113. The DTI's Cleaner Coal Technology programme provides support for RD&D projects, most of which are concerned with developing greater efficiencies in fuel boilers as well as co-firing coal with other fuels such as biomass and natural gas. The budget for the Cleaner Coal Technology Programme is £21.7 million over three years of which government funding is £8 million.[184] The development of clean coal technology offers significant export opportunities, particularly south east Asia, as the Trade and Industry Committee reported in 1998. The Trade and Industry Committee also noted that without Government support for demonstration projects, these opportunities will not be realised.[185] The Government acknowledged the importance of the technology to India and China but decided not to fund demonstration projects.[186] We note that the US Government is investing $2 billion over 10 years on clean coal technology.[187] The Energy White Paper says the Government will continue to fund clean coal RD&D.[188]

114. The UK's most efficient coal-powered generation plants, at Drax, have an efficiency of 39%, and there are hopes that clean coal technology could improve this to 52%.[189] The Confederation of UK Coal Producers recommends that the Government follow-up the supercritical boiler retrofit project at an existing coal fired power station, as recommended by the DTI.[190] As with CO2 sequestration, we are happy to see clean coal technology pursued, but not at the expense of renewable sources of energy. We believe that the UK should play to its strengths and exploit its natural resources. As such, the continued use of coal has a role in the UK's energy mix provided that CO2 emissions are substantially reduced. We therefore support investment in clean coal technologies, for export as well as UK use, in tandem with CO2 sequestration.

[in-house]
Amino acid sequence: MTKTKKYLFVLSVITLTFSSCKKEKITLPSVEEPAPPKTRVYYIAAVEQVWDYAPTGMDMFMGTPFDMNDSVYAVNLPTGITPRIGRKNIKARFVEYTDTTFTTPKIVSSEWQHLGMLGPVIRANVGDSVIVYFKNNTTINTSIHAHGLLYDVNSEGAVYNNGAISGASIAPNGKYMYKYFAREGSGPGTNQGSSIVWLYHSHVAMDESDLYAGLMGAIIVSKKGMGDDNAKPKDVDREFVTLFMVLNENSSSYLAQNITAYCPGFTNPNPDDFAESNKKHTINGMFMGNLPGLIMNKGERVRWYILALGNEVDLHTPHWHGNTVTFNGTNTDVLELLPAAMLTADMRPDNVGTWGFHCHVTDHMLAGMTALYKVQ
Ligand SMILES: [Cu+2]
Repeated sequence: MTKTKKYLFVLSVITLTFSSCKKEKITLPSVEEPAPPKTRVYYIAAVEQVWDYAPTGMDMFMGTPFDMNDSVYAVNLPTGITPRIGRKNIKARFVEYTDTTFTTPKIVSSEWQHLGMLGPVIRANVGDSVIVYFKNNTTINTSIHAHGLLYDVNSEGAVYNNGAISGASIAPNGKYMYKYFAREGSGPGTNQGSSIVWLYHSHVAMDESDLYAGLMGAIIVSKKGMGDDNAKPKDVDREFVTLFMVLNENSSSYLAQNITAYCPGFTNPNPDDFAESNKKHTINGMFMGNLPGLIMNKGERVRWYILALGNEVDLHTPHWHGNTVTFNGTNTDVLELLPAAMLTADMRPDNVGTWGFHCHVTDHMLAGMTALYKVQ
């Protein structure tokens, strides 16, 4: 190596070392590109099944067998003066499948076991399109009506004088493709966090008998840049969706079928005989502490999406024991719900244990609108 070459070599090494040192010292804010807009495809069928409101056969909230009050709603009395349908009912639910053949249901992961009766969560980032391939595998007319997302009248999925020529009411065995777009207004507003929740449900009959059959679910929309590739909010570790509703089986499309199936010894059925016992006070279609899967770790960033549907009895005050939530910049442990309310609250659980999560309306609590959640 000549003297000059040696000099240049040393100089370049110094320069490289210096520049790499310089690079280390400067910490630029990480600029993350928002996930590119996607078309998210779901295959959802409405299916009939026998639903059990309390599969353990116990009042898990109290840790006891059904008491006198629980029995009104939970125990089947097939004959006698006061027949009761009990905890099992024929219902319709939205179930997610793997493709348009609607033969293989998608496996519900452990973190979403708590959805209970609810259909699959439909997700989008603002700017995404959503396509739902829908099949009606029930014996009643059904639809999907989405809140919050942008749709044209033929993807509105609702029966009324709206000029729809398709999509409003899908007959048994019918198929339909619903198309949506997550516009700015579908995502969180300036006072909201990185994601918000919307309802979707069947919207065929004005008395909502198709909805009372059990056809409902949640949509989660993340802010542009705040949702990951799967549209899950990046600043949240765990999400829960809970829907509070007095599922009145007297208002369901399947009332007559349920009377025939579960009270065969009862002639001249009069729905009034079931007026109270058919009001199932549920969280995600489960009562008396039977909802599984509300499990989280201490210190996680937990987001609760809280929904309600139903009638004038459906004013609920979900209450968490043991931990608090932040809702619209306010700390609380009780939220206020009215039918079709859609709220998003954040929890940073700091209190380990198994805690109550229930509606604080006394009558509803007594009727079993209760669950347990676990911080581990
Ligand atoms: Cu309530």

171   Ev 109 Back

172   Ev 109 Back

173   Ev 76 Back

174   The members are BP, ChevronTexaco, Eni, Norsk Hydro, PanCanadian, the Royal Dutch/Shell Group of Companies, Statoil and Suncor Energy. Back

175   Ev 98 Back

176   OST, Report of the Chief Scientific Adviser's Energy Research Review Group, February 2002, paras 51,7 Back

177   As above, para 52 Back

178 Back

179   DTI, Our energy future-creating a low carbon future, Cm 5761, February 2003, para 6.63 Back

180   Performance and Innovation Unit, The Energy Review, February 2002, para 2.4 Back

181   Ev 24 Back

182   OST, Report of the Chief Scientific Adviser's Energy Research Review Group, February 2002, para 49 Back

183   As above, para 58 Back

184   OST, Report of the Chief Scientific Adviser's Energy Research Review Group, February 2002, para 28; Ev 109 Back

185   Fourth Report of the Trade and Industry Committee, Session 1997-98, Coal, HC 404, para 35 Back

186   DTI, Conclusions of The Review of Energy Sources for Power Generation and Government response to fourth and fifth Reports of the Trade and Industry Committee, October 1998, Cm 4071, paras 11.12-11.13  Back

187   National Energy Policy Development Group , Reliable, Affordable, and Environmentally Sound Energy for America's Future, p 5.15 Back

188   DTI, Our energy future-creating a low carbon future, Cm 5761, February 2003, para 1.25 Back

189   Ev 109 Back

190   DTI, Review of the case for government support for cleaner coal technology demonstration plant, December 2001. Back